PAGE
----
My talk will pose some questions about the conceptual and practical challenges for decolonising knowledge. The question about ‘what is left?’ confronts a fear that some may hold about a decolonising knowledge agenda but it also identifies the problem of framing our understandings of decolonising approaches. My talk begins with that question.
Linda is the author of numerous ground-breaking scholarly works which focus on critical epistemology and indigeneity. Most notably, her book Decolonizing Methodologies: Research and Indigenous People (1998) traces how Western scholarly research has facilitated the racist exploitation and colonization of indigenous peoples. This book remains today a core contribution to the study of coloniality in the academy and the process of indigenising research methodologies.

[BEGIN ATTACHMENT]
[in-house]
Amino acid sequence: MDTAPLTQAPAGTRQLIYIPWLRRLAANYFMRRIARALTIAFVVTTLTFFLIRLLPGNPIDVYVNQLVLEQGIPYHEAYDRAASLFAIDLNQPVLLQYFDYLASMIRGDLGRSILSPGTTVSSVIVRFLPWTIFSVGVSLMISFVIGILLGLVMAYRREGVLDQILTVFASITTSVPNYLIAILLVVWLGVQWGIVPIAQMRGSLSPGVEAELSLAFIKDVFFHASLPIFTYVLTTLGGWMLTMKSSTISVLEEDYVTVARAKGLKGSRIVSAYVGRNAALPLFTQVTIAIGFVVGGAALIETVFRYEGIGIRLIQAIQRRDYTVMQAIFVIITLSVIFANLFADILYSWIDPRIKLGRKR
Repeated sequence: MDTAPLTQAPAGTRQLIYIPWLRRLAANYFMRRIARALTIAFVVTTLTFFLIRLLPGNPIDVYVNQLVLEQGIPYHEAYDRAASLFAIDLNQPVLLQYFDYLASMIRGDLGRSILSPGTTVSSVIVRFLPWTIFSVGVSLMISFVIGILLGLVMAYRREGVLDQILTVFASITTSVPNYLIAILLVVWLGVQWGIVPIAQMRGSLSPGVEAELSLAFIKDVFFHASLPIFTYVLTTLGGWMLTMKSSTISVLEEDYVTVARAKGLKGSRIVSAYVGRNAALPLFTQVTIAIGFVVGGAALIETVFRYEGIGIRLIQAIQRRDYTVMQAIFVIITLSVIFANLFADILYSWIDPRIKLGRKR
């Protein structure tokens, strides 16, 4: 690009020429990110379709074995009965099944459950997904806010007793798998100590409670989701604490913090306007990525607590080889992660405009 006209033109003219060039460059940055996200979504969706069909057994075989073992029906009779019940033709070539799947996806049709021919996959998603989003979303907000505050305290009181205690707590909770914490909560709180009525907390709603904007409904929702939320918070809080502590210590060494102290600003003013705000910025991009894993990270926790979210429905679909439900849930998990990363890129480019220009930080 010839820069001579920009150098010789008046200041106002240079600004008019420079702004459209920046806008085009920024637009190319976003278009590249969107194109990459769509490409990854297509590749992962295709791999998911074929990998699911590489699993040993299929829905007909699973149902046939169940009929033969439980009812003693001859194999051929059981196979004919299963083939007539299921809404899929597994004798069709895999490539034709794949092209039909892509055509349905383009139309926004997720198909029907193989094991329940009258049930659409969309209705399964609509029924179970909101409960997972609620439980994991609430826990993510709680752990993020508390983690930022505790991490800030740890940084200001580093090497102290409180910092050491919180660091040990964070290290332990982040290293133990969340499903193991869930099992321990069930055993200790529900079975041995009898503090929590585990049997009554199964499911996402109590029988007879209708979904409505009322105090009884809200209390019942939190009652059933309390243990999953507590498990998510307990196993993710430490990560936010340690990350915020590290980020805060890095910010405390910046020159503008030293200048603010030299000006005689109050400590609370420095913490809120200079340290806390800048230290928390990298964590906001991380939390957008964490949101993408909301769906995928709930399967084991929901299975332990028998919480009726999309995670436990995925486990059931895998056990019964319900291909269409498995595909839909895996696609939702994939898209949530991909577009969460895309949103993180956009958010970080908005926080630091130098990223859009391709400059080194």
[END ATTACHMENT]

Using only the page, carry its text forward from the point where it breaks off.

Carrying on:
Most recently, Linda was Professor of Indigenous Education and Māori Development, Pro-Vice Chancellor Māori and Dean of the School of Māori and Pacific Development as well as the founding Director for Te Kotahi Research Institute at the University of Waikato in New Zealand. She was also a founding Joint Director of New Zealand’s Māori Centre of Research Excellence from 2002-2007 and a Professor of Education at the University of Auckland.